Employers and Labor Debate Impact of 2007 New York Reforms: Employers Advocate New Initiatives While Workers Claim Success

Employers and Labor Debate Impact of 2007 New York Reforms: Employers Advocate New Initiatives While Workers Claim Success

By John Stahl, Esq.

Two analyses regarding the effectiveness of the 2007 Workers’ Compensation Reform Law (Reforms) in New York State provide a textbook example of how identical statistics can support totally conflicting results. One undisputed conclusion is that the voices of New York employers were adequately loud regarding workers’ compensation costs to enact the Reforms.

The answer of the Public Policy Institute of New York State, Inc., (PPI) to whether those employers are better off today than they were when the Reforms were enacted five years ago is no. PPI, which is associated with the Business Council of New York State, concludes that the situation is now worse regarding several workers’ compensation components.

Conversely, the New York Workers’ Compensation Alliance (Alliance) states in a press release regarding a recently issued 95-page white paper that “workers’ compensation costs in New York State have declined dramatically in the past two decades and that workers’ compensation is also a declining portion of overall employer costs.” The Alliance described itself as “a coalition of injured workers and those committed to protecting the rights of injured workers.”

The scope of this article’s exam of these competing views is limited to overviews of the Alliance’s white paper and an October 2012 PPI report entitled “Revisiting the Reforms.”

Alliance’s General Conclusions

In contrast to PPI’s findings, the Alliance determines that the Reforms, “combined with other administrative and regulatory initiatives, reduced worker access to benefits while also reducing claim costs.” The Alliance’s press release states as well that workers’ compensation costs “have actually declined by a full 30 percent during the past 18 years.”

Another reported finding from the Alliance is that workers’ compensation costs in New York are comparable to those in similarly situated states, which include New Jersey and California. One advocated solution to further reduce New York rates is requiring that workers’ compensation insurers “be transparent and verify the projected costs that they use to justify rate increases.” This relates to Alliance chair Robert Grey asserting that “any increased costs in the system have come from excess insurer profit.”

Broader findings from the white paper include:

  • “Workers’ compensation costs in New York were declining prior to the 2007 reform legislation”
  • Current workers’ compensation costs are lower than the 2007 amounts
  • “The reforms have been fully implemented without increasing costs”

Alliance Perspectives on Overall Costs and Assessments

Without challenging PPI’s observations provided below regarding the 2012 Oregon Workers’ Compensation Premium Rate Ranking determining that New York has the fifth highest workers’ compensation costs in the United States, the Alliance provides the perspective “that New York’s workers’ compensation costs are lower than the cost of living and [the] cost of doing business in the state.” The Alliance further states that the statistics are consistent with those from states in the same region as New York.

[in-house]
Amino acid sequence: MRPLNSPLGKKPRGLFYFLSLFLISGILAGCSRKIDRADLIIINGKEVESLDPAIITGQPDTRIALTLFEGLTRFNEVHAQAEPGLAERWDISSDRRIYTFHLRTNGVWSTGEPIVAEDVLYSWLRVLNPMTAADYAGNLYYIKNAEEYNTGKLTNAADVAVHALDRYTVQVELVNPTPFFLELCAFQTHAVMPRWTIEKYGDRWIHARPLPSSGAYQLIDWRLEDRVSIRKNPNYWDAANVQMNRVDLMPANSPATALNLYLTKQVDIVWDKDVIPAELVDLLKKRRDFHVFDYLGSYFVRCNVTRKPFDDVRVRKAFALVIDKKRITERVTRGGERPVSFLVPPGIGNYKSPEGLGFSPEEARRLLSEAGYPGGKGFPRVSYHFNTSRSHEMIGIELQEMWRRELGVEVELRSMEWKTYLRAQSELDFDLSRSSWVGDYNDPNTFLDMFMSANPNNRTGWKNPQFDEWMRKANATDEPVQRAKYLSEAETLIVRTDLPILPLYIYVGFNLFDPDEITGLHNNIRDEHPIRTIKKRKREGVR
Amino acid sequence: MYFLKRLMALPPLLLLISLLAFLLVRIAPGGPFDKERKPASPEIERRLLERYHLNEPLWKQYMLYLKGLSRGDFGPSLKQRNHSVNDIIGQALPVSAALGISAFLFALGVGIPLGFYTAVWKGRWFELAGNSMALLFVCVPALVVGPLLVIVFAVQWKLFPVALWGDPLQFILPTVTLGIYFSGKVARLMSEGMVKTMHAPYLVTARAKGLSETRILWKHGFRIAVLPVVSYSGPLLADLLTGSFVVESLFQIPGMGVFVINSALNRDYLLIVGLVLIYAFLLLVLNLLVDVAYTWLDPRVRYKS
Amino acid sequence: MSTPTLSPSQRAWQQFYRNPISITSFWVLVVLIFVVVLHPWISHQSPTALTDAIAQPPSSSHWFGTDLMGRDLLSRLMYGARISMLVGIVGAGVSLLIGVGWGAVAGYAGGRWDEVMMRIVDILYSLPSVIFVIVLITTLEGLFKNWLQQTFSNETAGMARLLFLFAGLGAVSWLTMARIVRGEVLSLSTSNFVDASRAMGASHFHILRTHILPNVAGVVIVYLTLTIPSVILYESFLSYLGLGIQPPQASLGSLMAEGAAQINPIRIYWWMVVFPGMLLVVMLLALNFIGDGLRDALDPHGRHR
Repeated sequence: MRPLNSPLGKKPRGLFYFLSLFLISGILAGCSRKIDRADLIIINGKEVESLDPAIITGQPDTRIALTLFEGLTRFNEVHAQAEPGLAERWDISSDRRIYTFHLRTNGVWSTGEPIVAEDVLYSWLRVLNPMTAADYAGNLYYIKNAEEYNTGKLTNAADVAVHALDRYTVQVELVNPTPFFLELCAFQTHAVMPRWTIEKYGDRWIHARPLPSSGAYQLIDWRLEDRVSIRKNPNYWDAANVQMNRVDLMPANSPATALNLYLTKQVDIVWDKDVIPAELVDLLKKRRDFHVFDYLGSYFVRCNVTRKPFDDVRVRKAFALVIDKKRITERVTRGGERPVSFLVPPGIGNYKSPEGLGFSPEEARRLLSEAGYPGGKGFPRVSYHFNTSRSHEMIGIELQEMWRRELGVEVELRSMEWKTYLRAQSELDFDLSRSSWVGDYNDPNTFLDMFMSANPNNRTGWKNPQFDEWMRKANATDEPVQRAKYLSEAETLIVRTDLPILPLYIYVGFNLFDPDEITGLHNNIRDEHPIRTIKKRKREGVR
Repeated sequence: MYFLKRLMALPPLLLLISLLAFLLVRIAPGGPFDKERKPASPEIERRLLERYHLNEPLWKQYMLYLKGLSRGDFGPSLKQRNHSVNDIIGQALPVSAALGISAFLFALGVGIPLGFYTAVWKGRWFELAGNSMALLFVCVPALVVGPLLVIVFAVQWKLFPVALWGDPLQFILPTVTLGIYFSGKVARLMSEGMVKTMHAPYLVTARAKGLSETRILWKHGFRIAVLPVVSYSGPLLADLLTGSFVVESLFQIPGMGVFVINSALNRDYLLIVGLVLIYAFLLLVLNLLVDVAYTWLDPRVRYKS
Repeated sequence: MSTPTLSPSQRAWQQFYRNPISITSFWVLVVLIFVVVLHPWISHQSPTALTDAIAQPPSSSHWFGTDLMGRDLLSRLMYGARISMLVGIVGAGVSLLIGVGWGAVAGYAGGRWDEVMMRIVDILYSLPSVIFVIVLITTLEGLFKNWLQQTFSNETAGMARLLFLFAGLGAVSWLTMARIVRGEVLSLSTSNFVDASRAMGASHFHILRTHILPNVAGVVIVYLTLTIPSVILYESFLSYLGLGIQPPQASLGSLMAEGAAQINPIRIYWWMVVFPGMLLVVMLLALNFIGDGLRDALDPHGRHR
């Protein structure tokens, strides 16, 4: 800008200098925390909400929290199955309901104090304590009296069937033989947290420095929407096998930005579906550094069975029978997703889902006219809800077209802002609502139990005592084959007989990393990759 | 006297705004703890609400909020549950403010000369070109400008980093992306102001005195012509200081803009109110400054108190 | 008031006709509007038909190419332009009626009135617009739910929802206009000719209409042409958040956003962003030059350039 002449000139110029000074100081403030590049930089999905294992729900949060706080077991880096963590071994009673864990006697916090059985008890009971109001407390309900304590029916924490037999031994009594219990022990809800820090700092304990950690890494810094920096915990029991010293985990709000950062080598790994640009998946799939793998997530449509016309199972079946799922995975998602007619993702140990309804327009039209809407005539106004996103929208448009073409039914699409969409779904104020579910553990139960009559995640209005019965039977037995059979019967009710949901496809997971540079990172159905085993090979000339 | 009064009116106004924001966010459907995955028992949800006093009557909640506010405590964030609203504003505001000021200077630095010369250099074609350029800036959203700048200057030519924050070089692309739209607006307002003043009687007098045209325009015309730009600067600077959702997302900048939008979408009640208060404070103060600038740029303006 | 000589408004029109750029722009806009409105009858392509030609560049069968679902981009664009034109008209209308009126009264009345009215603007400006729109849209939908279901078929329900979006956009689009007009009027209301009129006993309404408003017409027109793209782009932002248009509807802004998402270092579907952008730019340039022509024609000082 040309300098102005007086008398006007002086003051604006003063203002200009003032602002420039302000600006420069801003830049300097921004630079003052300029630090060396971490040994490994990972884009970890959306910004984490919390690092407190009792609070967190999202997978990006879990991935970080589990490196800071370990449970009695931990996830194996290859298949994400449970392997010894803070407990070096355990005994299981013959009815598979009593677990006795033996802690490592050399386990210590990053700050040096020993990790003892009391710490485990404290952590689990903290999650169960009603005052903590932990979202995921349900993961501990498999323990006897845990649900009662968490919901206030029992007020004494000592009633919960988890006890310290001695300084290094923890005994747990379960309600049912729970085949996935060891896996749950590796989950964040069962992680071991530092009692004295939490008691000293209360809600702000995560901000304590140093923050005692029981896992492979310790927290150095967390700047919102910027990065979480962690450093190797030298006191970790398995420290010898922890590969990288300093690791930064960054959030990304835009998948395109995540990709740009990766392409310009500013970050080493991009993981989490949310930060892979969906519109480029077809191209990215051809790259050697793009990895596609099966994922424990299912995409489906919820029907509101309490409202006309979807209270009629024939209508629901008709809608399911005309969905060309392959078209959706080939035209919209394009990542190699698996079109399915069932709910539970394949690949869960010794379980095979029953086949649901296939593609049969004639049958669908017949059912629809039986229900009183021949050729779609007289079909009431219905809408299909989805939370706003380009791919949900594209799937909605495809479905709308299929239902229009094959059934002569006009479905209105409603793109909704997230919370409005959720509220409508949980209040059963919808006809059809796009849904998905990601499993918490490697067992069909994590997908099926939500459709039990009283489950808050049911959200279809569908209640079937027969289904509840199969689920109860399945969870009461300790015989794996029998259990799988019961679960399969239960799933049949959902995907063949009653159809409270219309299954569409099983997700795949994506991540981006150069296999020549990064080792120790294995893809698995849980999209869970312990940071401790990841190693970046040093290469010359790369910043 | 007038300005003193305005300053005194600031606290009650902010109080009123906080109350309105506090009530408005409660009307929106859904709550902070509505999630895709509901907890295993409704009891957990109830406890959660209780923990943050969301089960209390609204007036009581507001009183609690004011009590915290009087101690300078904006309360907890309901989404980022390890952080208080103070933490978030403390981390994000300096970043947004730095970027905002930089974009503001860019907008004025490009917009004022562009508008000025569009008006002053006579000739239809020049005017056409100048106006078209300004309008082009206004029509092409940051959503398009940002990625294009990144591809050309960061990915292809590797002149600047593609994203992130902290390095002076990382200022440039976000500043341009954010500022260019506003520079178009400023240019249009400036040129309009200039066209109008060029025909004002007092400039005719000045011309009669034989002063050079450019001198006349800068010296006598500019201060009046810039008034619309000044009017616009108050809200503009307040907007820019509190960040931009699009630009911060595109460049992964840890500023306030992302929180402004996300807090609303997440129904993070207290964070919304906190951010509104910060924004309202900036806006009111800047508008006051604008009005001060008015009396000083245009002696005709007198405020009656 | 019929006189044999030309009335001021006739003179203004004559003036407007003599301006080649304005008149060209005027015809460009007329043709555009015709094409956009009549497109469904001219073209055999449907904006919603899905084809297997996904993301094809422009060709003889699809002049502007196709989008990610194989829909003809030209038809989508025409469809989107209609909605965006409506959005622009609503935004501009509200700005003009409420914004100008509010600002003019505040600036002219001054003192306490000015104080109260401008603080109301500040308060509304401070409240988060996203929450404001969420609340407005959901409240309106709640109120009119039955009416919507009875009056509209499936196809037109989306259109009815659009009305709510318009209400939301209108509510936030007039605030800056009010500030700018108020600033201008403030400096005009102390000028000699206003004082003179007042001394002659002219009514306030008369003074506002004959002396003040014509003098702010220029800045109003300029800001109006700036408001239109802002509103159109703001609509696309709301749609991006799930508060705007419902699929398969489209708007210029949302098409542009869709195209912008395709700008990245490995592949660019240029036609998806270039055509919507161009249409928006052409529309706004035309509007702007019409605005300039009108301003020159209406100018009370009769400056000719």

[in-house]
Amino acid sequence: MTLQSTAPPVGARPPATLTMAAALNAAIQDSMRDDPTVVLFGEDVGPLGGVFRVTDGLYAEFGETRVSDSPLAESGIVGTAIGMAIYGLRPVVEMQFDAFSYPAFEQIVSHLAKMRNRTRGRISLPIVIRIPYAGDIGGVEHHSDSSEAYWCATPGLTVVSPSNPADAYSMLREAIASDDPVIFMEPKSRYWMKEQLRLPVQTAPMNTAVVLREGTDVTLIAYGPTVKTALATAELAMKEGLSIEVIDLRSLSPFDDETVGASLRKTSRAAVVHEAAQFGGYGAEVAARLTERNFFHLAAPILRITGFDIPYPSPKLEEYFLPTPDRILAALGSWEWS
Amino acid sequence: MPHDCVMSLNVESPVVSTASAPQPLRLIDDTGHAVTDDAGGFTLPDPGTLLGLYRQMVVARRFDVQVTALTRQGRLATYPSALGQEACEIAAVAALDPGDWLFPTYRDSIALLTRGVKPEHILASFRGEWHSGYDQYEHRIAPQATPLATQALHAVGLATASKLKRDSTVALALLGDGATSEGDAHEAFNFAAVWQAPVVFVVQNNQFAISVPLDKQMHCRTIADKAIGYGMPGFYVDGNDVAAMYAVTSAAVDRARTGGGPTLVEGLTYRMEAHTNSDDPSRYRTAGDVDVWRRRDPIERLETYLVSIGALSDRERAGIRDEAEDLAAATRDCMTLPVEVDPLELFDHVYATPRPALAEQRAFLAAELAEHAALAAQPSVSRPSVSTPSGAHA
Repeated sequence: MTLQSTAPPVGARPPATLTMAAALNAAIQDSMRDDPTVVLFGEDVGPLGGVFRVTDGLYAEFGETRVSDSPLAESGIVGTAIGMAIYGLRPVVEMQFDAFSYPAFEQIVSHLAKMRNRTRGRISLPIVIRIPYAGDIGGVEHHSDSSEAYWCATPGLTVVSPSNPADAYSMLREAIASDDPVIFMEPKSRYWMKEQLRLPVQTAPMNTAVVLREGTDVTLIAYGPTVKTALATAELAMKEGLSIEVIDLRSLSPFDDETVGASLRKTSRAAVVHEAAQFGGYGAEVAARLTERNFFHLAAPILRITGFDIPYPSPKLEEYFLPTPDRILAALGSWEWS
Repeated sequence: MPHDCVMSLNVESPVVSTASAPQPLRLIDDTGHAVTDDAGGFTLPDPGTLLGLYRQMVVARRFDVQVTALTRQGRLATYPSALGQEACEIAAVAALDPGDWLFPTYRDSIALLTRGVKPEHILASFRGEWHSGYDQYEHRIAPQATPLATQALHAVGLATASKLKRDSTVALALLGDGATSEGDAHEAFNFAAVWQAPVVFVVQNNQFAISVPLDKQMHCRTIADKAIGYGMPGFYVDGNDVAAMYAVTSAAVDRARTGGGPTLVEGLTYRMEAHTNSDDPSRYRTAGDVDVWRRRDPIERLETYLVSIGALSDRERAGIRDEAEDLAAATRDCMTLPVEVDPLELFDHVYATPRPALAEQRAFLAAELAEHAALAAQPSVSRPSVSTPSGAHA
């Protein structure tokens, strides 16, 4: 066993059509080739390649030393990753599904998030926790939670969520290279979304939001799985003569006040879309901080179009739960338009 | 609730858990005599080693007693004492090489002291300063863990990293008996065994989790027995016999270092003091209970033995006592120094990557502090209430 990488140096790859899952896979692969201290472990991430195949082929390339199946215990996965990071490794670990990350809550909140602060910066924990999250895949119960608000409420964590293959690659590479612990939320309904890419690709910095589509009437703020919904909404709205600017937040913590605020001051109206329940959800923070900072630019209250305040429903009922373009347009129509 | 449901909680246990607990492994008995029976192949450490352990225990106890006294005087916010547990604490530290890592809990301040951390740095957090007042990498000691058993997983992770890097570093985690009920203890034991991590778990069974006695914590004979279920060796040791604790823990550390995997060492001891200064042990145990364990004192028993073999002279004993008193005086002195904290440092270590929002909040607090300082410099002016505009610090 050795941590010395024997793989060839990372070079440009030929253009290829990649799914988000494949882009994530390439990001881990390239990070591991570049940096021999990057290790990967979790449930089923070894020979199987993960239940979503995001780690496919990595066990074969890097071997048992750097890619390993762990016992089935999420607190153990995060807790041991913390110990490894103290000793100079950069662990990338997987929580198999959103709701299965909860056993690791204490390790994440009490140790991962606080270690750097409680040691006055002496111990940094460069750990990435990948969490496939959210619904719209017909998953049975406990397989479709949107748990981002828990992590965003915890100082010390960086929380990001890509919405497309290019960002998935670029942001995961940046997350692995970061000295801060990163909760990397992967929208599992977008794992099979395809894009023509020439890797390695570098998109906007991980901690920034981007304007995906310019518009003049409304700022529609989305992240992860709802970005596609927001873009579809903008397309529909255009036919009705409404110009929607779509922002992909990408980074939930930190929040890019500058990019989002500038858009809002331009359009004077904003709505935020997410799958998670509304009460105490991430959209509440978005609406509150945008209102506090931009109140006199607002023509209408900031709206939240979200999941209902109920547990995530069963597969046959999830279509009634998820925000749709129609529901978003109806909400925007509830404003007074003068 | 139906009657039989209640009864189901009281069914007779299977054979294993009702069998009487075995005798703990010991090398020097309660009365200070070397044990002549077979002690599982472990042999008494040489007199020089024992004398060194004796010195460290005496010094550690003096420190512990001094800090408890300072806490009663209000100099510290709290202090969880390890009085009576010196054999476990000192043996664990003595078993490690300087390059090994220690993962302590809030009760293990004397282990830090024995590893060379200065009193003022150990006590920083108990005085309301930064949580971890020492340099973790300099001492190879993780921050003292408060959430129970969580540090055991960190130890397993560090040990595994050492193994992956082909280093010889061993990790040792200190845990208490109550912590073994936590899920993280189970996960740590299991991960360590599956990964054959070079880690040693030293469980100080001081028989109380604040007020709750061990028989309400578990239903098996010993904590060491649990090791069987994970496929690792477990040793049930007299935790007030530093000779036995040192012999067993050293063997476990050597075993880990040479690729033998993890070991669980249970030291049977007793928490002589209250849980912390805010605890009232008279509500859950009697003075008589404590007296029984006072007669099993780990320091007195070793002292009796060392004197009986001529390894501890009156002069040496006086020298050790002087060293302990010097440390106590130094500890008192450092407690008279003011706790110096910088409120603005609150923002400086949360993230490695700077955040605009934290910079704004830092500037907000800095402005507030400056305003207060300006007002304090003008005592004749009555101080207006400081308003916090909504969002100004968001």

The white paper does challenge the accuracy of the Oregon statistics based on that data reflecting “the ‘high water’ mark of costs in New York, which have already begun to decline comparative to other states based on actions that have already been taken, but are not reflected in the Oregon report.” In other words, the Alliance finds that the Oregon ranking is not based on the most recent statistics from New York.

The Alliance further offers thoughts on the 18.8-percent workers’ compensation assessment that PPI cites as an example of New York’s high workers’ compensation costs. The Alliance views that assessment as a means of reducing how much the taxpayers must pay regarding the New York workers’ compensation system.

It is additionally noted that “eighty percent of assessments are returned to employers and insurers through reimbursement from the Second Injury and Reopened Case Funds” and that the Reforms closing the Second Injury Fund ultimately will reduce the amount of the assessments.

PPI Finds Reforms Have Not Met Potential: Better Implementation and New Efforts Required on Five-Year Anniversary of Reform Law Act

PPI’s report states at the outset that the Reforms’ objectives include achieving the basic workers’ compensation principle of balancing “increased benefits to injured workers with policy and administrative reforms that provide premium reductions for employers.”

In other words, the Reforms strive to provide workers’ compensation claimants the “reasonable and necessary” treatment to which they are entitled while properly managing the associated costs.

The impetus for the report includes business community concerns that the state government has not timely implemented the Reforms and that employers have not enjoyed the intended “tangible cost savings.” PPI further observes that “the only post-reform years to show any cost savings to employers have been those in which the loss cost rate was established in spite of actuarial findings.”